• Computational photography improvements: The camera now detects people, dogs, and cats, and it captures depth information for Portrait mode, which can be applied, removed, or adjusted after the fact. Other changes improve photos taken in Night mode and using Smart HDR.
  • Roadside Assistance via satellite: This expansion to Emergency SOS via satellite enables iPhone 15 users suffering car problems in areas without cellular coverage to call for assistance. Access to satellite services is included for 2 years, and American Automobile Association (AAA) membership in the US covers the roadside service. Those who aren’t AAA members will be able to purchase service separately.
  • Second-generation UWB chip: Apple’s second-generation Ultra Wideband chip enables Precision Finding at three times the range as before when used to locate other devices with the second-generation chip. That makes Precision Finding with Find My Friends practical in crowds.

iPhone 15 spec card

The iPhone 15 and iPhone 15 Plus will be available in pastel shades of pink, yellow, green, blue, and black in 128 GB, 256 GB, and 512 GB storage capacities, starting at $799 and $899, respectively.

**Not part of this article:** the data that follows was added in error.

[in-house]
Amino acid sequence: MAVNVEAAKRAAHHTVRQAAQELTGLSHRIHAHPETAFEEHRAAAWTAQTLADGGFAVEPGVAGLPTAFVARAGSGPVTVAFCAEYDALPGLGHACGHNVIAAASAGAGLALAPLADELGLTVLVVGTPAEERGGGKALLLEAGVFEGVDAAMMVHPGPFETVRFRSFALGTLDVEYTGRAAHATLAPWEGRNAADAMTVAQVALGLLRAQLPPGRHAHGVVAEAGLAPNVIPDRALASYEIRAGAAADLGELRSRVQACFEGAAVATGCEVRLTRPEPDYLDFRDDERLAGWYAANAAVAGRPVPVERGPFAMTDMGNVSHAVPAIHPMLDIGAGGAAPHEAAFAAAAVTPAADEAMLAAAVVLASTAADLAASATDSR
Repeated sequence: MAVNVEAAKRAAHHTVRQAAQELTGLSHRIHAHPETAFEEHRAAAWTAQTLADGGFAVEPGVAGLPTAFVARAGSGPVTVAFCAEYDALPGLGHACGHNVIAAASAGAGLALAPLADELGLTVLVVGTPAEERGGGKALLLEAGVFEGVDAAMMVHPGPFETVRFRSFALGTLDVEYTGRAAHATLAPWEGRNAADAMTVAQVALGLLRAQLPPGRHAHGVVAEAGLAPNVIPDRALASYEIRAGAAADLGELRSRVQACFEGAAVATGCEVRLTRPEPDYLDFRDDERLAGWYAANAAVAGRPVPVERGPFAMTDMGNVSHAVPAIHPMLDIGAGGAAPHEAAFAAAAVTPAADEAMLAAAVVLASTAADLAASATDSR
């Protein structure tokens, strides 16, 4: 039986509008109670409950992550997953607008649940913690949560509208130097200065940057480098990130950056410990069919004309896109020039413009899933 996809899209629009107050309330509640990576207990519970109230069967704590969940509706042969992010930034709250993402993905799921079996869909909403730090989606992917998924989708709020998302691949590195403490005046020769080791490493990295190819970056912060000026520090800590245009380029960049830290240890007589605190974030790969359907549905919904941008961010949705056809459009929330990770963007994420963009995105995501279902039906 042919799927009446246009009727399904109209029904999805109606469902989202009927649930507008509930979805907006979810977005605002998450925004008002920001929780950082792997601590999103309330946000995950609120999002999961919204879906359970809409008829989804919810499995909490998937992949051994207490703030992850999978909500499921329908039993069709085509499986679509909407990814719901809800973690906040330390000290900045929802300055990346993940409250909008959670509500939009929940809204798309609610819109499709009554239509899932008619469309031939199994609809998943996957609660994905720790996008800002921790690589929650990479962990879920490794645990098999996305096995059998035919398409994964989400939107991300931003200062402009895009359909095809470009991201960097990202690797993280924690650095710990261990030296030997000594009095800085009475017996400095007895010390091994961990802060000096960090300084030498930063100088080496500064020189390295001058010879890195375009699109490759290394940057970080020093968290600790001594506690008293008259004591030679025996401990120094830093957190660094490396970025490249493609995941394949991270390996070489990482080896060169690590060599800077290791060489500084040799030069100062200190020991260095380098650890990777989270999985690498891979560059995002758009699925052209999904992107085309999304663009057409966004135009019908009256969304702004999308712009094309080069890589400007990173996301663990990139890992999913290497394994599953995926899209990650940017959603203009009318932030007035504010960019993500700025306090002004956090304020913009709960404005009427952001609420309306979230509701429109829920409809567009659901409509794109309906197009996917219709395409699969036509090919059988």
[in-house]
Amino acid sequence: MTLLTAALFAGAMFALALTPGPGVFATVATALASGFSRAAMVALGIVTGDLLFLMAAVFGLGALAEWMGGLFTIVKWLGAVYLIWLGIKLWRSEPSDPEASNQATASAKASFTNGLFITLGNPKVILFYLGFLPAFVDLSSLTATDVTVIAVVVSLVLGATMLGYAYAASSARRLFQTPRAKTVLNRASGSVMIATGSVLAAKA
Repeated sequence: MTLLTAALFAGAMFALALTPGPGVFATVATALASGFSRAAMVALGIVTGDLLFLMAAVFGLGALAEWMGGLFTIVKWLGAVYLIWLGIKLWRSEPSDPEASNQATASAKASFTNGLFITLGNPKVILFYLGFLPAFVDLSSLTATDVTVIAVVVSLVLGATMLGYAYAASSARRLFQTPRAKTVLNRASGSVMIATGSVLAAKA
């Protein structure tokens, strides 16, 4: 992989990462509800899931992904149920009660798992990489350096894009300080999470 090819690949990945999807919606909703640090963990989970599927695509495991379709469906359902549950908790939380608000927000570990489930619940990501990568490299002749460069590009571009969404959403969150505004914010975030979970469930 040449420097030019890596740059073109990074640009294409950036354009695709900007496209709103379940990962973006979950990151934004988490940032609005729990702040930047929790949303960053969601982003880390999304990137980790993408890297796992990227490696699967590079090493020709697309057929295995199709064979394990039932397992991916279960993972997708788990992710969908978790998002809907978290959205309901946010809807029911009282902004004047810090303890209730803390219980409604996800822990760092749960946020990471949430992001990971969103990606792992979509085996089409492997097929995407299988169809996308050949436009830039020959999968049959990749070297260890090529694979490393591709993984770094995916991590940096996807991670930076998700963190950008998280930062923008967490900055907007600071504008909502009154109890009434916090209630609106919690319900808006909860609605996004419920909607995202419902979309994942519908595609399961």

iPhone 15 Pro and iPhone 15 Pro Max

As much as many people bemoan the cost of Apple products, Apple does very well selling premium products at premium prices. Nowhere is that more evident than with the iPhone 15 Pro and iPhone 15 Pro Max, where Apple charges $200 more than the base model for innovative features. Along with Roadside Assistance via satellite and the second-generation Ultra Wideband chip, the Pro-only features this year include:

  • A17 Pro chip: The latest version of Apple’s iPhone (and likely iPad) chip offers 10% faster CPU performance (than last year’s A16 Bionic), twice the Neural Engine performance, and a new 6-core GPU design that’s 20% faster. There’s also a dedicated AV1 decoder for better streaming video experiences. If you do things on your iPhone that seem slow now—video streaming or mobile gaming, perhaps—you’ll appreciate the new chip. Either way, it will quickly become the new normal.
  • USB-C with USB 3 speeds: Although all iPhone 15 models have a USB-C port, the iPhone 15 Pro models support USB 3 transfer speeds of 10 gigabits per second, which will radically speed up transferring large quantities of data—photos, audio, video—to a Mac or storage device.